By Katie Rosenbrock for The Active Times
What if someone dared you to sign up for a 100K ultra marathon right now? Would you take on the challenge or completely dismiss the idea?
I would tell that someone they were crazy. “I’ve never even completed a marathon. How could I possibly cover more than double the distance?” I would say. Heck, I’ll run my first marathon this year, but even after that I’m still not sure I’d be able to wrap my mind around the idea of finishing an ultra.
Eric Orton believes otherwise; for me, for you and for all runners everywhere. And he mostly has me convinced.
You may know Orton as the coach from Christopher McDougall’s widely popular book about running, Born to Run. Or you may know him as the author of his own book The Cool Impossible. I know Orton as an enthusiastic coach who believes in adventures and following your dreams.
Orton has an impressive background as a running coach and fitness expert. He is the former fitness director for the University of Colorado Health Sciences Center and works with dozens of athletes from recreational runners to elite ultra-marathoners. He’s helped countless athletes reach feats they never dreamed possible, but his real dream is to create a larger, lasting impact.
Enter, the Jackson Hole Running Camp; a three-day, running-intensive camp set in Jackson Hole, Wyo. amidst the breathtaking terrain of the Tetons with Orton as your coach.
“I’ve always wanted to do this camp,” Orton told me. “Timing is everything and the timing just seemed right. With my book The Cool Impossible and with Born to Run, these last four years I’ve heard from people all around the world who wanted to come and train with me. This camp will really allow me to affect a lot of runners globally.”
The camp is designed for experienced runners who want to push their potential to the next level. Although Orton requires that you must be able to run continuously for two to three hours upon arrival at the camp, he emphasizes the fact that it’s meant for runners of all abilities.
“It’s important to get across that even though we will be running a lot and people need to be running two to three hours up to that point, that this is a camp for all abilities. Experienced runners of all abilities,” he said. “It’s not an elite camp. It’s a camp for runners who have a good foundation and who have the ambition to find the next big goal for themselves.”
In all that I discussed about the camp with Orton, he seemed most excited to be able to share the exquisite scenery of Jackson Hole (where he currently resides) with his new student athletes.
“I think this is an opportunity for people to come and use the mountains as a way to challenge themselves within their own abilities,” he said. “The mountains provide a natural challenge that is above and beyond anything anywhere else. It’s like ‘nature’s classroom,’ when they walk away from this three days later… The point is to walk away thinking, ‘Wow there’s something more possible for me.’”
That’s a lot to learn about running and your own potential in just three days. So I asked Orton how he trains athletes to conquer the mental aspect of training, which is arguably the most difficult part of the battle to overcome.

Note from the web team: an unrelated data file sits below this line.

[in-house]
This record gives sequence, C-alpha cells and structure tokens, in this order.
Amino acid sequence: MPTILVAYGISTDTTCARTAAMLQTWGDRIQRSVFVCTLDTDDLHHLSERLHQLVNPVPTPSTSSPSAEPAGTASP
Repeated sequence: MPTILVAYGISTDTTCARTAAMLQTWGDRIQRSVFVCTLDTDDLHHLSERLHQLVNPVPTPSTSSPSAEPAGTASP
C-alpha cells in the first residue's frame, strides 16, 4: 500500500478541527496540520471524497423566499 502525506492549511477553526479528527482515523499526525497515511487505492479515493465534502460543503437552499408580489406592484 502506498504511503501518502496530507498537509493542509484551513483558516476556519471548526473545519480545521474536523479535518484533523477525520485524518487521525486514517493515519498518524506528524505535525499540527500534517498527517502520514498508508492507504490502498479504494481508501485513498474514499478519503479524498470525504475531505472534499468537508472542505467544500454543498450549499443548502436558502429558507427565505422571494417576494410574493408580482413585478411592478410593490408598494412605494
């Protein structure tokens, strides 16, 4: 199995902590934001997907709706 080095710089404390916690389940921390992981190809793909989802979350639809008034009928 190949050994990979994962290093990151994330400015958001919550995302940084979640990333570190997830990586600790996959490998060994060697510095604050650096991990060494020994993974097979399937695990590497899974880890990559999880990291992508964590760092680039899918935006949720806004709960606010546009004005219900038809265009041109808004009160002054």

He says it’s all about understanding effort.
“Most people have the ability but they don’t understand the effort. We’re all ultra runners. It’s just understanding how effort works and how we manage that. You have to be efficient,” he said.
In fact, Orton told me that it’s his passion to help his athlete’s morph the physical and the mental aspects of athleticism together. “They’re so important and go hand in hand,” he said.
But how exactly does one go about better understanding effort? And probably more importantly, what does that really mean?
“That’s where heart rate training comes in,” he said. “That learning will take place and how they use the heart rate monitor will help them understand what proper effort is based on what they’re doing, how to really manage their effort so they can run four or five hours every day. That’s the key… to understand what running at 160 beats per minute means for you. Work interval, rest interval and distance all go together to form this understanding.”
So, maybe in terms of running experience you’re more towards the beginner end of the spectrum, if that’s we’re you’re at what can you do right now to improve your performance? I asked Orton to share some of his best running advice.
“If you’re looking to train and get better you really have to have purpose. My number one tip is to set a goal,” he said.
He also said that he always reminds his athletes to never confuse difficulty with failure. “It’s supposed to be difficult and we have to view that as part of the process,” he said.
And for runners like me who are somewhere in the middle (say, about to start training for their first marathon), Orton reiterated the following advice.
“Understand what effort is. What is my marathon pace? What should my interval pace be? Many people don’t get to have that understanding,” he said. “Understand what’s appropriate for you based on where you’re at, that will allow you to run more without breaking down. The more we can run well the better.”
At the end of the day, Orton says that accomplishing your goals is about eliminating any fear you might have.
“People are dealing with fear, they don’t know what they can do. When they leave my camp and go back home they might think, ‘I don’t know if I can do 100 miles, but I know can try.’”